The Euro (EUR) is a fiat currency with a genesis date of January 1, 1999. The European Union, a group of European governments that came together to centralize power across the European region, first created EUR as a distributed ledger (not blockchain) token to stabilize payments by banks between nations. In 2002, these governments created a public EUR token, and over 200 million residents of European nations were forced by their governments to stop using their local currencies and begin using EUR as a medium of exchange. This government coercion, as well as accessible ‘paper wallets’, caused the token to go in to daily use. Transactions can only be submitted by authorized nodes, and the public chain has a poorly constructed consensus mechanism that leads to long clearing and settlement times, though they are often faster than USD.
EUR’s governance process is managed by only a few human nodes who work on a team called the European Central Bank: six ‘executive board members’ and the appointed heads of the ‘central banks’ of the governments that participate in the European Union. Despite the relatively small number of voting nodes, voting participation is capped - not all nodes vote on every governance decision.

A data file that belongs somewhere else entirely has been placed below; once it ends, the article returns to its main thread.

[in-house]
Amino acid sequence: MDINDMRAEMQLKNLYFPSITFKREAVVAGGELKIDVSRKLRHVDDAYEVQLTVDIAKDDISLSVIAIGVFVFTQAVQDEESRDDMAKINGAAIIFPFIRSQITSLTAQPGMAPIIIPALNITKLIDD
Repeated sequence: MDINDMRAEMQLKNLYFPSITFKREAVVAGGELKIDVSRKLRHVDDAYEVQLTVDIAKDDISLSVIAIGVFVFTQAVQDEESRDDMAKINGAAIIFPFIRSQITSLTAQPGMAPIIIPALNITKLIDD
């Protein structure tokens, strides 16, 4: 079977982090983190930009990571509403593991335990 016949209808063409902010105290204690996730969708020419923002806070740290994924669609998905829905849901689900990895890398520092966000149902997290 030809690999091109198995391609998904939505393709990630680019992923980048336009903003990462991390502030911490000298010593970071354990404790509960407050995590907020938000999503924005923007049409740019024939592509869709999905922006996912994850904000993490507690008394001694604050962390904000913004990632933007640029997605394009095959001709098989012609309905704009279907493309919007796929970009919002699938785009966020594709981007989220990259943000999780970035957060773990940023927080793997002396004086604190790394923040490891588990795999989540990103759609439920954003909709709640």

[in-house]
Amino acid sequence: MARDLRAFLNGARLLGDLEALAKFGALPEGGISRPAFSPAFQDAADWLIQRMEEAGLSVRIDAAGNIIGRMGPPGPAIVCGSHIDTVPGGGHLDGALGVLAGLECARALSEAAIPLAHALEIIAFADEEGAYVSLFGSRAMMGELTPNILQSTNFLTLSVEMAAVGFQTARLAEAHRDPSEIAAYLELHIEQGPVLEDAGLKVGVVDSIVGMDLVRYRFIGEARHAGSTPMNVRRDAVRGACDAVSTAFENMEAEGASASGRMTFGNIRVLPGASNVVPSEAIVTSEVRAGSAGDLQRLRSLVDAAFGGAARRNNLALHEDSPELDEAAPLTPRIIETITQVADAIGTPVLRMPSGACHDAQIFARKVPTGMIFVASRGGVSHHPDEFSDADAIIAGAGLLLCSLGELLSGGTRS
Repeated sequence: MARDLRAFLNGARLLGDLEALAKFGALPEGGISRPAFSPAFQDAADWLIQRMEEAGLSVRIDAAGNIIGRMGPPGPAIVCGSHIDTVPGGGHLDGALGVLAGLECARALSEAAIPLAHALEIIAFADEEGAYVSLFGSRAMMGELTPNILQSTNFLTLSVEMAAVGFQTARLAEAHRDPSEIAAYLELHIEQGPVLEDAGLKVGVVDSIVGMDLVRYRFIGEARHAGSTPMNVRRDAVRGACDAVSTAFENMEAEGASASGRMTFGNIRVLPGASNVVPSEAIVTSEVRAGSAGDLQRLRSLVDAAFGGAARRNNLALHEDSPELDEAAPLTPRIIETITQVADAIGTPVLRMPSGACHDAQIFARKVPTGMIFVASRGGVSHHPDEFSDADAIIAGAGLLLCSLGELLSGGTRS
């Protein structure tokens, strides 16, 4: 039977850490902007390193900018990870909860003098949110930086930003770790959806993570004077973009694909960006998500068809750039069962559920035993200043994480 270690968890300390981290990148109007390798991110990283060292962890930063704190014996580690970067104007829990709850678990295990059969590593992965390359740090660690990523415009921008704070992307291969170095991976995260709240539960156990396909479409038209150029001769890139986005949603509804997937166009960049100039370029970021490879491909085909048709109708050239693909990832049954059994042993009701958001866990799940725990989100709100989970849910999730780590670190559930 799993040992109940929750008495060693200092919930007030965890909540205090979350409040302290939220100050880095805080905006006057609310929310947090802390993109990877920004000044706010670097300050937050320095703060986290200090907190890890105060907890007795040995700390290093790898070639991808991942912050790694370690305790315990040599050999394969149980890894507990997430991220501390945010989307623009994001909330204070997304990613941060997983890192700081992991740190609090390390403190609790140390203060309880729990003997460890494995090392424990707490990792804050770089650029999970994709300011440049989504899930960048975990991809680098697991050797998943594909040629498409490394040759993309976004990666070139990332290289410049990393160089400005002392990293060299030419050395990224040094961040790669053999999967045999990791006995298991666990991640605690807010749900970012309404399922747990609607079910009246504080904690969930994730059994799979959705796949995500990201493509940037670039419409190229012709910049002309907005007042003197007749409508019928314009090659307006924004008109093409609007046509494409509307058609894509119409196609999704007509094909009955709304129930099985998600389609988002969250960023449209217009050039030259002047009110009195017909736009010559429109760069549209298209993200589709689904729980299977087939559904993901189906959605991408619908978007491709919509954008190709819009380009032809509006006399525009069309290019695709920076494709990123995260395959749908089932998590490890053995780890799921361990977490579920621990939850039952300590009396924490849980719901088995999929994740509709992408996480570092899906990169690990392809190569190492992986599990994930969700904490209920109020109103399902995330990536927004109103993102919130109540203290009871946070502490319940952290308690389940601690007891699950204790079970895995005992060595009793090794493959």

This central control of the EUR has caused many issues for those living under European governments, especially following the 2008 collapse and subsequent propping-up of the failed legacy financial system. The British government’s exit from the European Union ('Brexit') was catalyzed by this collapse and failure of the ECB to handle the crisis across European nations. EUR faces existential threats from next generation crypto assets such as Bitcoin.